Reality Checks Made Complicated (shadowflyer) wrote in metaquotes,
Reality Checks Made Complicated

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I don't care if it's not teh funneh. It's important.

ginmar speaks from the heart of Iraq - and from the heart of what it means to be part of a free country.

Democracy is one of those things that you think you can define---until the very moment you try. Freedom? Yeah, what's that? I'm wearing the same outfit as 140,000 other people here. But I took an oath to defend the Constitution, and to me that means its principles. Once you recognize that you're free, you also have to recognize that other people are not, and that until they are, you can't really be, either. Freedom carries with it that burden, that acknowledgement. It's not enough to be a beacon, a symbol, a hope. You have to be active. That's the cruelest irony of all about it. I suspect the sunshine patriots Paine spoke about got a distinct jolt when they realized that freedom doesn't mean disconnection from other people---in fact, it means the exact opposite. No one can be till everyone is free.

There's something about being a Reservist that makes this seem especially vivid. We throw our fates to chance, and some of us like the idea that we're beholding to this amorphous concept of freedom. We put aside our individuality, our homes, our jobs, and we take up someone else's lives and hopes. We feel part of a larger purpose, a larger cause than our own paltry concerns. And we like it.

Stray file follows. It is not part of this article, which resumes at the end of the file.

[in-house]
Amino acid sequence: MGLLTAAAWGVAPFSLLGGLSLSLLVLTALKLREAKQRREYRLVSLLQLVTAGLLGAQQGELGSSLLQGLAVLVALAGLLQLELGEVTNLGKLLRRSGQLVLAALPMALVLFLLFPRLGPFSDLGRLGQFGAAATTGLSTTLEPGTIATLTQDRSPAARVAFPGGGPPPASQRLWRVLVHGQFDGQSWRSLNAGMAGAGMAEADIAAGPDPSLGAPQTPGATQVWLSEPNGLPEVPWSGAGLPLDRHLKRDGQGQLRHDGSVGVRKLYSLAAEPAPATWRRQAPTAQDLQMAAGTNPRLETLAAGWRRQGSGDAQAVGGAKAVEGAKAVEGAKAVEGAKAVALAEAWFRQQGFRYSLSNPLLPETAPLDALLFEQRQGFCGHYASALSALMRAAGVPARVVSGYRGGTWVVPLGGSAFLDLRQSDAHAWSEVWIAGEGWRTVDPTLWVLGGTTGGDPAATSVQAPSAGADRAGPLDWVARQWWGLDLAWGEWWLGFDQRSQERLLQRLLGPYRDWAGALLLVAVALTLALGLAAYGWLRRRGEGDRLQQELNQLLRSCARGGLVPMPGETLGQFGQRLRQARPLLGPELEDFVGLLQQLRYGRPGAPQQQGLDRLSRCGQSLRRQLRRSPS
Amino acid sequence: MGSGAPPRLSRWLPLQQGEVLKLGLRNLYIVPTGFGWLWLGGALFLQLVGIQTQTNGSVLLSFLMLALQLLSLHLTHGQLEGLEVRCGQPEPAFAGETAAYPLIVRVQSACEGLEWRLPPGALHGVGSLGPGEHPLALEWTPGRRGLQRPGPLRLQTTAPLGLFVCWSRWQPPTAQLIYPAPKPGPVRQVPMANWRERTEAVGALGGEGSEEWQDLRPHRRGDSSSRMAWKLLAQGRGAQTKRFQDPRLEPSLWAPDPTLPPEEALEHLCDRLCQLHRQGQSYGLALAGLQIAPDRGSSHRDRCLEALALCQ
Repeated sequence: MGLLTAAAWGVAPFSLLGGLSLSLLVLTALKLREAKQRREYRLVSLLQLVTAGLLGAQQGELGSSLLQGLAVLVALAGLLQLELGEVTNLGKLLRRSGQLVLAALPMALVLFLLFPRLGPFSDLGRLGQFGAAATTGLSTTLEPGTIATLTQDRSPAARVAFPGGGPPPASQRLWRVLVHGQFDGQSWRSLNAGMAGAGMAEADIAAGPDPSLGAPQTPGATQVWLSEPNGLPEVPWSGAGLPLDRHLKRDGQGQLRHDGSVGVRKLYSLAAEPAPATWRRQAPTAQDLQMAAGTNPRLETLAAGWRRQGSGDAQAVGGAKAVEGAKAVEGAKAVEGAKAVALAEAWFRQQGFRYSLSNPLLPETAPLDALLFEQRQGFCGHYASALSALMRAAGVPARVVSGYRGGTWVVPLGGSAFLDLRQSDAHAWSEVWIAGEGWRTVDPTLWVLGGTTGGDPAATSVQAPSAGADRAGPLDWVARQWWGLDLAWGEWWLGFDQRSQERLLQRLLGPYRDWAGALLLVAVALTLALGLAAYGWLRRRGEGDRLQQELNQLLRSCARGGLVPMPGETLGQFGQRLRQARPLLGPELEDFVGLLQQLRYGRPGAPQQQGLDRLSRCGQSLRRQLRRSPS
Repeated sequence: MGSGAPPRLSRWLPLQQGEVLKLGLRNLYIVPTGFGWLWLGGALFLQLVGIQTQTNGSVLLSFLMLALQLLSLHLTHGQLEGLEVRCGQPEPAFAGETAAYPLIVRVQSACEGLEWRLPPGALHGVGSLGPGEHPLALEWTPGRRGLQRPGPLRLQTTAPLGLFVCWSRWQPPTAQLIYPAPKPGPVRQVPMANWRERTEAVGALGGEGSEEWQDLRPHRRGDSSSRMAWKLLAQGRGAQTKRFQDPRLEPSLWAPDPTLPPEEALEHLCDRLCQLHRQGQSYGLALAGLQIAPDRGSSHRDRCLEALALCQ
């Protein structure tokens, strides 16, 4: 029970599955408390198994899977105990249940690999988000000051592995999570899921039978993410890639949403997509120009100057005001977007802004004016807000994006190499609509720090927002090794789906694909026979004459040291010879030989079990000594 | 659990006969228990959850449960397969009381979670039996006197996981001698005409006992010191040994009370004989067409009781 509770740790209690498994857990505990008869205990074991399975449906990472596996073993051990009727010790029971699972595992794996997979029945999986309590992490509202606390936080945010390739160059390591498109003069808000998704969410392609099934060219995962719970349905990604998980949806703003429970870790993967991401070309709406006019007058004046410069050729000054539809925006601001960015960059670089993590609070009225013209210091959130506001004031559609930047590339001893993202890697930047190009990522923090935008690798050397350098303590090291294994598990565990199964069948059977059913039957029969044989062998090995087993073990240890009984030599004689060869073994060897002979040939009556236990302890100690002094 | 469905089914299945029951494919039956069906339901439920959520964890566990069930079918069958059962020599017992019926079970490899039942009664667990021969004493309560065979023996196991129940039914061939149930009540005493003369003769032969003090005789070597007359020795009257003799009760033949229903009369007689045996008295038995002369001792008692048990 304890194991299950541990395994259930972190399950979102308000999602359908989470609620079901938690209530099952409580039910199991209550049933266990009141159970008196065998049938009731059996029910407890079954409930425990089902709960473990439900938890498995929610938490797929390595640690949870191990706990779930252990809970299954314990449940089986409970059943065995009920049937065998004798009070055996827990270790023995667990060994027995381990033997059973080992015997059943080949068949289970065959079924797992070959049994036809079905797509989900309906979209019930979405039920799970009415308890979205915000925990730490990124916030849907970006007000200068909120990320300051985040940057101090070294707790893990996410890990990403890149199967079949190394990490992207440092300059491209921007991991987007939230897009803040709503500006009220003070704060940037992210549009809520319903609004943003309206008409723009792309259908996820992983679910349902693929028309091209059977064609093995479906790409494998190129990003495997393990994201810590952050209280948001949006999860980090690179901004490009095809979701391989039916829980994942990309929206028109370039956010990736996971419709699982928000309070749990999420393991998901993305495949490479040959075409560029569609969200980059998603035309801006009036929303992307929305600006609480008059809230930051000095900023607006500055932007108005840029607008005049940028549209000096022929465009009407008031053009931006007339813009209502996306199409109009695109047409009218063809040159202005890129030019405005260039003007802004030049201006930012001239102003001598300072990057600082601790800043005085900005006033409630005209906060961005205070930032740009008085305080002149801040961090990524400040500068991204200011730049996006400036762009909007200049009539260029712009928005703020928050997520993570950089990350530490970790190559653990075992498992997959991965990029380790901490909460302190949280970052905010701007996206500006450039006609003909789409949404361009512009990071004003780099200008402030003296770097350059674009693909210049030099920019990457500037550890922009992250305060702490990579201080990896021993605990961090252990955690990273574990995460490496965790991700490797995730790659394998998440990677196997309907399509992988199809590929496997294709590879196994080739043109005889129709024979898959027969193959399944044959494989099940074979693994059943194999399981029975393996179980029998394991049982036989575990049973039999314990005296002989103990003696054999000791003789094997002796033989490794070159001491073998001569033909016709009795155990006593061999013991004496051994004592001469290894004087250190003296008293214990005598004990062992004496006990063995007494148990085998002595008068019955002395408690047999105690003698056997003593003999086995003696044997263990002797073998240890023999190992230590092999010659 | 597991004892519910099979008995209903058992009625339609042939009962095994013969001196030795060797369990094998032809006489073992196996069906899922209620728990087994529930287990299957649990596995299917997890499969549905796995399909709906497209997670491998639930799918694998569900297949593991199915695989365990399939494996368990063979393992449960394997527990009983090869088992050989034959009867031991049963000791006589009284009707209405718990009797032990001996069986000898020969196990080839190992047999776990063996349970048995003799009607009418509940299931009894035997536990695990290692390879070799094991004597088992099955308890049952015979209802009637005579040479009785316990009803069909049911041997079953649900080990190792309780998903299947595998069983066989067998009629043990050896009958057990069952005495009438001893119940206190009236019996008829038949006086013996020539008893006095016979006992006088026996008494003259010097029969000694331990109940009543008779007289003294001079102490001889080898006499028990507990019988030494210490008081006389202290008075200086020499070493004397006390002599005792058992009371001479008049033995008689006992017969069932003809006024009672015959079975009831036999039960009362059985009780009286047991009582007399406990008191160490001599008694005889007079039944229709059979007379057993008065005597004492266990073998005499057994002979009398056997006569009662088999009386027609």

People ask how we do the job we do, and there's another answer, too: because of you. We fight, and you hope. The act of taking up that banner links everyone together, even if you never take up a weapon. Freedom doesn't mean isolation; it means connection, and admittance to a club with a wide-open membership. We have a common desire, it's just the execution that's different.

People ask how they can support us.

It's very simple.


I don't care who you vote for, I just care that you do. Our deaths, our injuries, our sacrifices, are all payment for that concept of giving people a voice. We've given you a gift. We've paid for it already. We are here, and we will be here till the job is done. Yet there are people who say that the process is stupid, flawed, unnecessary. They may be right. But we're here for a reaon, and every one hwo doesn't vote negates that reason just a bit.

People ask how they can support us.


My ballot was not blood-stained, but that's because a truckload of them probably got blown up. I was using a generic ballot, not even the one I was sent. In order for us to vote, someone gave up their life. The Iraqis haven't seen a real election in thirty years. It's a brand new right for them, and some of them are willing to die for it.


Take up the banner for all the people, living and dead, who fought for this. Take up your part in the fight.
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